Dayton author to speak in Fort Loramie

By Patricia Ann Speelman -

Dennis Turner, of Dayton, will discuss his book during a free talk in Fort Loramie, April 15.

Dennis Turner, of Dayton, will discuss his book during a free talk in Fort Loramie, April 15.


FORT LORAMIE — Dennis Turner, of Dayton, sat down to write his first novel and knew exactly where his protagonist would be from: Fort Loramie.

The Fort Loramie Historical Society will present a talk by Turner, April 15 at 2 p.m., in Fort Loramie High School Room 310, 575 Greenback Road, Fort Loramie. Admission is free.

Turner’s book, “What Did You Do in the War, Sister? How Catholic Nuns in Belgium Defied and Deceived the Nazis in World War Two.” is based on true events and recounts the story of an order of nuns who were trapped in Belgium during the war.

“I wanted a sister with a bit of an edge,” the retired attorney and University of Dayton professor told the Sidney Daily News when asked why his fictional Sister Christina was a Fort Loramie native. “You want some characteristics that fit with a young woman raised on a farm. They’re going to be strong, smart in a practical way, not easily intimidated, self-confident. She would know how to raise crops and livestock and do chores. They’re going to be tough and able to handle deprivation, (they’d be) who you would want to have your back in a situation like (the German) occupation (of Belgium).”

He gave his Sister Christina three brothers and said she was “Catholic but not too Catholic, not dogmatic about it.” That makes her someone not afraid to bend the rules when desperate situations call for it.

Turner’s father grew up on a farm near Fort Loramie, and he has cousins who live there, still. Sister Christina is a composite of several of those cousins. She belongs to a fictional order, the Sisters of Our Lady. Turner based his tale on letters written by real nuns, the Sisters of Notre Dame de Namur.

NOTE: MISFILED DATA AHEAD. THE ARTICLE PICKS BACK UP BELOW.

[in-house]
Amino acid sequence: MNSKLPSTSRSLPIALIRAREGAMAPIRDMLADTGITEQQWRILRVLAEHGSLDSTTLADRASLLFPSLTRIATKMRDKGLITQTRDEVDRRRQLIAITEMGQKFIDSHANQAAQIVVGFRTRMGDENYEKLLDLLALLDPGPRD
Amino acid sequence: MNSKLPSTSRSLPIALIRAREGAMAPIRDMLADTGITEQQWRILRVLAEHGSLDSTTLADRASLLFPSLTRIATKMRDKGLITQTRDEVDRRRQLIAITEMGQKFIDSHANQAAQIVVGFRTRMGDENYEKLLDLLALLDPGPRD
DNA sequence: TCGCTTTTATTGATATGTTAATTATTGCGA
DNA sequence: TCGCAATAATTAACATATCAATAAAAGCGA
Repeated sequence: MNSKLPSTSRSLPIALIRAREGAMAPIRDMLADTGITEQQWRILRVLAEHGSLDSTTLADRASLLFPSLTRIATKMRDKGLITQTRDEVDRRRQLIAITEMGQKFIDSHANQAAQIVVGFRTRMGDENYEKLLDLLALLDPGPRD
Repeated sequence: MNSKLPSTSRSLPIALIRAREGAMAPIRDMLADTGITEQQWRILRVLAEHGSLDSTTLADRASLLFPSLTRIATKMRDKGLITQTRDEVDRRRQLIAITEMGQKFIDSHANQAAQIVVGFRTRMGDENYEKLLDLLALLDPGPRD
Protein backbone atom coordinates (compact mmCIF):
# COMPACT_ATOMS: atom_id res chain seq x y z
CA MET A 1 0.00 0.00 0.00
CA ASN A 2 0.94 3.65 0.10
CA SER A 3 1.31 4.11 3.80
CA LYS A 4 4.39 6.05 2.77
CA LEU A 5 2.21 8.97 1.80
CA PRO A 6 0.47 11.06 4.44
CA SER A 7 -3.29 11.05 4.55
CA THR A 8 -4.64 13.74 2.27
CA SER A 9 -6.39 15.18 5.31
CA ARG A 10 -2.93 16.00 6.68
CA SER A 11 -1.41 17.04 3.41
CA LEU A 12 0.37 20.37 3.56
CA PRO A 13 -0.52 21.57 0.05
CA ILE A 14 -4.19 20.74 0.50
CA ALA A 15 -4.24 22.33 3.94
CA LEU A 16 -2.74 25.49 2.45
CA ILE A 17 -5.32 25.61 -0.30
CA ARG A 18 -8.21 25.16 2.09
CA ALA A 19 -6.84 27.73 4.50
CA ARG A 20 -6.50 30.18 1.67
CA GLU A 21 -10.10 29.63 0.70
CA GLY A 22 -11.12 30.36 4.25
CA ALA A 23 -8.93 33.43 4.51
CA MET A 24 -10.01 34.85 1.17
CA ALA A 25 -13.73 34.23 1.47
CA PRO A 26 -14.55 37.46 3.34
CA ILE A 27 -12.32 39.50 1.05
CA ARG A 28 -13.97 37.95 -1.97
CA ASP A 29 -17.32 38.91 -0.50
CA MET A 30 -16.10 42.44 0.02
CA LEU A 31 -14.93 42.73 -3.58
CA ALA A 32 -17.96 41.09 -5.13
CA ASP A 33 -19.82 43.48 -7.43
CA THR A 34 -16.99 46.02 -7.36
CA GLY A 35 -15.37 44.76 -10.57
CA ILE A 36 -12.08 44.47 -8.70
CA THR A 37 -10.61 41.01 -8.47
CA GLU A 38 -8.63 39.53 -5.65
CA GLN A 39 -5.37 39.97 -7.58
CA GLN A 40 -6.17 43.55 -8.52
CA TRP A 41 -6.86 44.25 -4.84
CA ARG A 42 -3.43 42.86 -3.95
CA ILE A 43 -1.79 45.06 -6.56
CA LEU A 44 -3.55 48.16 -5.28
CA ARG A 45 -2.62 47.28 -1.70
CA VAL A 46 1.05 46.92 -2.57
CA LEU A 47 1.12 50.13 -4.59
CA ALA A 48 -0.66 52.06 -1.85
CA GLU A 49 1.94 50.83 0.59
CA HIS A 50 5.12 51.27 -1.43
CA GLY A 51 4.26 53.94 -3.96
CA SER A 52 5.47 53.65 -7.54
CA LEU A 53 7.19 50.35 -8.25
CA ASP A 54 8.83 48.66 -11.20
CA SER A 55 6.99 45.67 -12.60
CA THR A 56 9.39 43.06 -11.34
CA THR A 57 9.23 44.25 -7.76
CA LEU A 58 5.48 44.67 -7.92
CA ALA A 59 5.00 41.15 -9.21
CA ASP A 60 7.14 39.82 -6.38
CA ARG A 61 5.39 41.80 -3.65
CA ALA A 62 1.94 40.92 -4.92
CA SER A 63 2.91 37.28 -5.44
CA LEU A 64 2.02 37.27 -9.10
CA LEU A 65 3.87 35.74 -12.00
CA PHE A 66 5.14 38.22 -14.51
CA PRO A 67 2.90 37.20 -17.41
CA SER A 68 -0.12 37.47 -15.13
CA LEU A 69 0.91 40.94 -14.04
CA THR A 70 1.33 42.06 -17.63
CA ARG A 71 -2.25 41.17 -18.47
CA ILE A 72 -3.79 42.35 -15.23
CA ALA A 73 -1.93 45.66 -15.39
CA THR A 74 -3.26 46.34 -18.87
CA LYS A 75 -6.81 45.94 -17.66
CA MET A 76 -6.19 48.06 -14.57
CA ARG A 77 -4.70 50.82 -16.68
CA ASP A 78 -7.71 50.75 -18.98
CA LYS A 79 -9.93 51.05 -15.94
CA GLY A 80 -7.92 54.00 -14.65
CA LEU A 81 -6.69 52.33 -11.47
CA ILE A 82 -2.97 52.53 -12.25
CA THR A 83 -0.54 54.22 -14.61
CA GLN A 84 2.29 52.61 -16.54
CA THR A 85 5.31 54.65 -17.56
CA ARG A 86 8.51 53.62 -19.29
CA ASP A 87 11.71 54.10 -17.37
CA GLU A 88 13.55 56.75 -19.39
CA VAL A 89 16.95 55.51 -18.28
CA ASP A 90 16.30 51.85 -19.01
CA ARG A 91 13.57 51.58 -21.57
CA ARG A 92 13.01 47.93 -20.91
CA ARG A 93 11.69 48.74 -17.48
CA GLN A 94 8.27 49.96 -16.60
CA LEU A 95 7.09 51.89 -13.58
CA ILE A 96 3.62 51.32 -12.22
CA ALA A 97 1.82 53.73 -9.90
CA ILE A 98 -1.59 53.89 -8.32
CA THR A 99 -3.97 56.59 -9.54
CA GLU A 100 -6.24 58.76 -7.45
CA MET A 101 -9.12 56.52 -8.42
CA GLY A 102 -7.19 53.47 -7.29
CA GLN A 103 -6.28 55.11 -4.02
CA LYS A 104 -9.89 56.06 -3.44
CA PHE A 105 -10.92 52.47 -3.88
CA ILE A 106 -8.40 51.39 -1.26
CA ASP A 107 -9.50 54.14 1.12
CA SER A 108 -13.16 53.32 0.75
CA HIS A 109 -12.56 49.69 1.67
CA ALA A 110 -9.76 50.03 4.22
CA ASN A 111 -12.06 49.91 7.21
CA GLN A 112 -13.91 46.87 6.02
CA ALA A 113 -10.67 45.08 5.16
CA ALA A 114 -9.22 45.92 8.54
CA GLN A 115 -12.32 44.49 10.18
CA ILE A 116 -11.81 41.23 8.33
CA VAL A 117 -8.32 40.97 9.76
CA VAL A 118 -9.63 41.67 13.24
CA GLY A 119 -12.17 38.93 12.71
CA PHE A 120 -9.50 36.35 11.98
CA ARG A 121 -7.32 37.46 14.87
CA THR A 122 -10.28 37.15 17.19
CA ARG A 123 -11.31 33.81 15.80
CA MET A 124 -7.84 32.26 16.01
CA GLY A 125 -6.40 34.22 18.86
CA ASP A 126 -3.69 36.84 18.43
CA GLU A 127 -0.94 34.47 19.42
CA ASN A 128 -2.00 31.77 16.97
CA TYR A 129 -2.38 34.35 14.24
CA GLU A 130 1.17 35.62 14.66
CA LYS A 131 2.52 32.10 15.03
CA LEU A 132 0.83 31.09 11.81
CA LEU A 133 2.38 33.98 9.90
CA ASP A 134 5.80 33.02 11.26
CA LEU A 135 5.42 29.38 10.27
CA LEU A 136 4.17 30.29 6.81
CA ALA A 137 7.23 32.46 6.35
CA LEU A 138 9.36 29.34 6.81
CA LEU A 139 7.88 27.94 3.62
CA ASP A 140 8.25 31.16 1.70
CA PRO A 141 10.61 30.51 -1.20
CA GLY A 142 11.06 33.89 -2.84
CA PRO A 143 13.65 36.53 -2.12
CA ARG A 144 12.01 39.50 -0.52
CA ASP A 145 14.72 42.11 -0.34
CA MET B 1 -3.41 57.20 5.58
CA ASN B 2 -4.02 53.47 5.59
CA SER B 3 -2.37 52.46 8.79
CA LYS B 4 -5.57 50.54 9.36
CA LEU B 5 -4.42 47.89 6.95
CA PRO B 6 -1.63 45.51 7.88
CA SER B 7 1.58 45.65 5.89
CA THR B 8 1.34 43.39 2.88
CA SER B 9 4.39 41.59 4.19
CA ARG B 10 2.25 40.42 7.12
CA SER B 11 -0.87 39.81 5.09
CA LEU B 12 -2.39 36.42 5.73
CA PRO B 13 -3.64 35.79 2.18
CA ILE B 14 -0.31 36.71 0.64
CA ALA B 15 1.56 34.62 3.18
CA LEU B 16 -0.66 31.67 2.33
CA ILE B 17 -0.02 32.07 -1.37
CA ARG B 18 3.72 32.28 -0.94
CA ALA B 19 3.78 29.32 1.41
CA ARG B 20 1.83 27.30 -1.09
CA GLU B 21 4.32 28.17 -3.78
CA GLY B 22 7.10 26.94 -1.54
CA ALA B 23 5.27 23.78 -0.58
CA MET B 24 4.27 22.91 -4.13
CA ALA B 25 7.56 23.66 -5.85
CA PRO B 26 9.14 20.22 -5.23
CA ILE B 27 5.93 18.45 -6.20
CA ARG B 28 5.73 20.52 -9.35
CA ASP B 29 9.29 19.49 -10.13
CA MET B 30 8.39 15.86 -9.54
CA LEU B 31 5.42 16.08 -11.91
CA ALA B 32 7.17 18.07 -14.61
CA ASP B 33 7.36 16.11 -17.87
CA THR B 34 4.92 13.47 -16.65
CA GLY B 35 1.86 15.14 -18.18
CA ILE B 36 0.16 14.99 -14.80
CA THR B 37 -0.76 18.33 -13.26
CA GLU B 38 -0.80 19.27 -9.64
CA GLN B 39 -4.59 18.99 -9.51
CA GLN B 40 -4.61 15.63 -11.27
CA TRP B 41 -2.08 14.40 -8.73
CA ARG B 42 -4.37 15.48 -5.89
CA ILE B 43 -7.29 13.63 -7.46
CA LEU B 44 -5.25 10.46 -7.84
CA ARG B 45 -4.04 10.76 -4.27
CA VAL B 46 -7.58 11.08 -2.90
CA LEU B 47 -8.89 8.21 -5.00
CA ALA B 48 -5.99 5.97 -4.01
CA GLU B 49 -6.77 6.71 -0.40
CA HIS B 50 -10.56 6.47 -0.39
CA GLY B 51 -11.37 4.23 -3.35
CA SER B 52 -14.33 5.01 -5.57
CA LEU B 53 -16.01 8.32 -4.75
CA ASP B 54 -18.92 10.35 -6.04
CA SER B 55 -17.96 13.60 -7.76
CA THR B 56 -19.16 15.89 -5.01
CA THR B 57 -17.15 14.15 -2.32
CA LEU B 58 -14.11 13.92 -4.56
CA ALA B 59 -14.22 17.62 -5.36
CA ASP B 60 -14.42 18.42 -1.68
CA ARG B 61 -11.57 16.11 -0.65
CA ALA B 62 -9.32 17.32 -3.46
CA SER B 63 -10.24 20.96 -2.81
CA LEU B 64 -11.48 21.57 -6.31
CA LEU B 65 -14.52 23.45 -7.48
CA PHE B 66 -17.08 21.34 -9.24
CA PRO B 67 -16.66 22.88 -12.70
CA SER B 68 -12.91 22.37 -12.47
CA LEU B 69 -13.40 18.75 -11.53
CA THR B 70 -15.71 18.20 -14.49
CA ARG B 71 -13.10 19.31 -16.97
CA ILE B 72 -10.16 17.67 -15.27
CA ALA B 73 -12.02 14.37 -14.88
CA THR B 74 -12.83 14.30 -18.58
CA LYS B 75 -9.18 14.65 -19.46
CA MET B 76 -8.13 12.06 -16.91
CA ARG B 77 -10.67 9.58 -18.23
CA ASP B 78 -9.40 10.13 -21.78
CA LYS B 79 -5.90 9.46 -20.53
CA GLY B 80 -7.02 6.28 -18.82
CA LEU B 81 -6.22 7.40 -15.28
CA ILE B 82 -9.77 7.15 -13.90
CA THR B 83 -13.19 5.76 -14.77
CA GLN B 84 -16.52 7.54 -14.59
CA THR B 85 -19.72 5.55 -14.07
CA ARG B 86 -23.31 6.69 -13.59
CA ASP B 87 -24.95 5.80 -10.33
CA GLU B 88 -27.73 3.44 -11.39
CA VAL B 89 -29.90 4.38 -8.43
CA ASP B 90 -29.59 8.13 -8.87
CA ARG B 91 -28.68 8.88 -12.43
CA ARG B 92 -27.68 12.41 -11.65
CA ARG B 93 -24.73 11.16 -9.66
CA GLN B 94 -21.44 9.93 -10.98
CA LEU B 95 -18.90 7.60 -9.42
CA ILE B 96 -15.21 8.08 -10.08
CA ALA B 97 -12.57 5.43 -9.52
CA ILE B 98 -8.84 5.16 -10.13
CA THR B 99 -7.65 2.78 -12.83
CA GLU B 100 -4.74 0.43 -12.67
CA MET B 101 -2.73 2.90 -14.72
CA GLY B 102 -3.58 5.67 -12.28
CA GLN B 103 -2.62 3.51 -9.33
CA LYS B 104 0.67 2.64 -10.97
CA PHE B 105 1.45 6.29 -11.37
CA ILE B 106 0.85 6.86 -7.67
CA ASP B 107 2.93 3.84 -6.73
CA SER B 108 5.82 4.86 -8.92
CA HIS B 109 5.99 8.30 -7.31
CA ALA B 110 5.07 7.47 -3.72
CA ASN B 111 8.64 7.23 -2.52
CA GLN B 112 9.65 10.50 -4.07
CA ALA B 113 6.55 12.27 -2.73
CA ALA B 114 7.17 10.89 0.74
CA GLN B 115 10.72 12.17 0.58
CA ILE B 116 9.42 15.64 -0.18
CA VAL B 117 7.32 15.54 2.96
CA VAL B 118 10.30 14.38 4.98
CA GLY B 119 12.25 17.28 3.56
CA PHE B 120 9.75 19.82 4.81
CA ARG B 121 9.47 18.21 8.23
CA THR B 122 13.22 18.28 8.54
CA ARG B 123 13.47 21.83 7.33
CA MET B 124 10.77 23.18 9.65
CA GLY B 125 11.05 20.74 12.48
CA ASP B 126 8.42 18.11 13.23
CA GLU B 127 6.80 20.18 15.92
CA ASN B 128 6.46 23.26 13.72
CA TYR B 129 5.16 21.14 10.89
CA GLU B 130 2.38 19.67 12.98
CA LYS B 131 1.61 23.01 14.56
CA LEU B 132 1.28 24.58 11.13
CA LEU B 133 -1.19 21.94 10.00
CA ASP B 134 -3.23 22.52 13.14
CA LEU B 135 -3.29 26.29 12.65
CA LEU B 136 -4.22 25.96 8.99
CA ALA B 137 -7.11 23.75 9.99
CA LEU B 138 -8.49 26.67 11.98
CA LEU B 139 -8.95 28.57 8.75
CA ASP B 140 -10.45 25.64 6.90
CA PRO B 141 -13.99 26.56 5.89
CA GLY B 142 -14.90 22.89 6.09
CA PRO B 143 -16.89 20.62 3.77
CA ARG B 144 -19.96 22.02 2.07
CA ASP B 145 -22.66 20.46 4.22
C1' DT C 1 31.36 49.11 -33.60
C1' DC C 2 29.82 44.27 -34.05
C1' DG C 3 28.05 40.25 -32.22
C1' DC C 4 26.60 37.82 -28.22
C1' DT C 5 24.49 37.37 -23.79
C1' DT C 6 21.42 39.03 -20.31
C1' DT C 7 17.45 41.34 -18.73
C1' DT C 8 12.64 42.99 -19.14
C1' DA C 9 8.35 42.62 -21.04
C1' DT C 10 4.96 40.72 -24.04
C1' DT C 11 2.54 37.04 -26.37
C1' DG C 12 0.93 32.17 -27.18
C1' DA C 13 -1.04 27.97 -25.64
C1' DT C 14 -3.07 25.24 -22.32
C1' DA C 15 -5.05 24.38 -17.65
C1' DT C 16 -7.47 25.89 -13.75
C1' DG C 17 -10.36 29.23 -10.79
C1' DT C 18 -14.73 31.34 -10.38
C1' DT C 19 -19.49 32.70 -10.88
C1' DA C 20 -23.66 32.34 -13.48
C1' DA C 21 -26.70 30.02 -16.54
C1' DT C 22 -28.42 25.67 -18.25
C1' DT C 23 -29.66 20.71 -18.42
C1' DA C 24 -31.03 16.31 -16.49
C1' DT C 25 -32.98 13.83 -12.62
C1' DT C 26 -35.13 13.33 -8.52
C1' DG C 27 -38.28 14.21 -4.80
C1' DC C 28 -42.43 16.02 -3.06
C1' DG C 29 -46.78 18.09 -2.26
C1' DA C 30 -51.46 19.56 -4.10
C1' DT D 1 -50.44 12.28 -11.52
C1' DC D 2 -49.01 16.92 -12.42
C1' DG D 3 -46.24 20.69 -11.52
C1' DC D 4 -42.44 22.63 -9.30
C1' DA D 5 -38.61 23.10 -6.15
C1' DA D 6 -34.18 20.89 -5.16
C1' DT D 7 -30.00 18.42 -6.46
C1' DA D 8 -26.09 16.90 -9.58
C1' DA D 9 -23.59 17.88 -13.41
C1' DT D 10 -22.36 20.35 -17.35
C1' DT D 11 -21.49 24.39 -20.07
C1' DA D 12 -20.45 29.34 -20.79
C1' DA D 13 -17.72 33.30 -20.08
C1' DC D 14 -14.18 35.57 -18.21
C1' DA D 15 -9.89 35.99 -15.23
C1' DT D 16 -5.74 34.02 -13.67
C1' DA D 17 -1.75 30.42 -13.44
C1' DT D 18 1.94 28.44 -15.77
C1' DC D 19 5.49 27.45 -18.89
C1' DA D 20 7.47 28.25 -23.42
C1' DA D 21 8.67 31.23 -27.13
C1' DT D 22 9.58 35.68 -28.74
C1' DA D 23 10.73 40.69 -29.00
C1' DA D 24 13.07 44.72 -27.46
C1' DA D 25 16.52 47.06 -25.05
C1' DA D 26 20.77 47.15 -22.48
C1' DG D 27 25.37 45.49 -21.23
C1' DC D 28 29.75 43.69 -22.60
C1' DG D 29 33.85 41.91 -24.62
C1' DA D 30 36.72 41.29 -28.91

Their story came to light when Sister Kim Dalgarn, archivist for the Sisters of Notre Dame de Namur and a personal friend of Turner and his wife, found letters and journals in the back of a filing cabinet in Cincinnati.

“They were written by sisters … who were living in Nazi-occupied Belgium and Italy during World War II,” Turner said. “Here were gripping stories waiting to be told.”

Although he had written law review articles, newspaper columns and a trial skills book, composing fiction was something he knew little about. But he was familiar with historical novels by Alan Eckert and especially liked “Freedom” by William Safire. Both authors used actual events and real people as their books’ foundations and then imagined their conversations. Turner decided to do the same.

“It cut me loose. It freed me up. I call it ‘creative nonfiction,’” he said. He was careful, however, to include endnotes listing what was historical fact and what was made up.

Turner completed extensive research before he set pen to paper, figuratively speaking. He even traveled to Belgium. But, he said, he task of researching was not difficult.

“Google and the Internet has made everything so much easier,” he noted. He also admitted that a lot of information fell into his lap. The letters provided by Sister Kim were a start. He also found much of what he needed in a book by former Belgian diplomat Jean-Michel Veranneman, “Belgium in the Second World War.”